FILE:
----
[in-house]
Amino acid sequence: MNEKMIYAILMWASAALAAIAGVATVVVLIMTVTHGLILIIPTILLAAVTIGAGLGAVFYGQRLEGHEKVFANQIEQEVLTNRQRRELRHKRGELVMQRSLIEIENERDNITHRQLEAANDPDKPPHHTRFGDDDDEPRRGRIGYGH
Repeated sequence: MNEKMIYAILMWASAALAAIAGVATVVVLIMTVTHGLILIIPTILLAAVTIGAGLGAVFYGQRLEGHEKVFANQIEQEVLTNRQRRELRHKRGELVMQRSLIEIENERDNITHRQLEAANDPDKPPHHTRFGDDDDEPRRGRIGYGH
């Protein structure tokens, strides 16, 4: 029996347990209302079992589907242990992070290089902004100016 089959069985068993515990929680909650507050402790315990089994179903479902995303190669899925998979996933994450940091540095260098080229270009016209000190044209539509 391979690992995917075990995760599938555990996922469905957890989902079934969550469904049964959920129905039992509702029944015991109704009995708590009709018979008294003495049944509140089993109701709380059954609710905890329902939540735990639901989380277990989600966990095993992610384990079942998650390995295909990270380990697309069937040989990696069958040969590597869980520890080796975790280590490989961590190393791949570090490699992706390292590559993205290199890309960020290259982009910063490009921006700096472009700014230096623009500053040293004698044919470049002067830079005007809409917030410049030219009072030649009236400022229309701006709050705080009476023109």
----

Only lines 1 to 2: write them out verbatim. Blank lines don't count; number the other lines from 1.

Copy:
[in-house]
Amino acid sequence: MNEKMIYAILMWASAALAAIAGVATVVVLIMTVTHGLILIIPTILLAAVTIGAGLGAVFYGQRLEGHEKVFANQIEQEVLTNRQRRELRHKRGELVMQRSLIEIENERDNITHRQLEAANDPDKPPHHTRFGDDDDEPRRGRIGYGH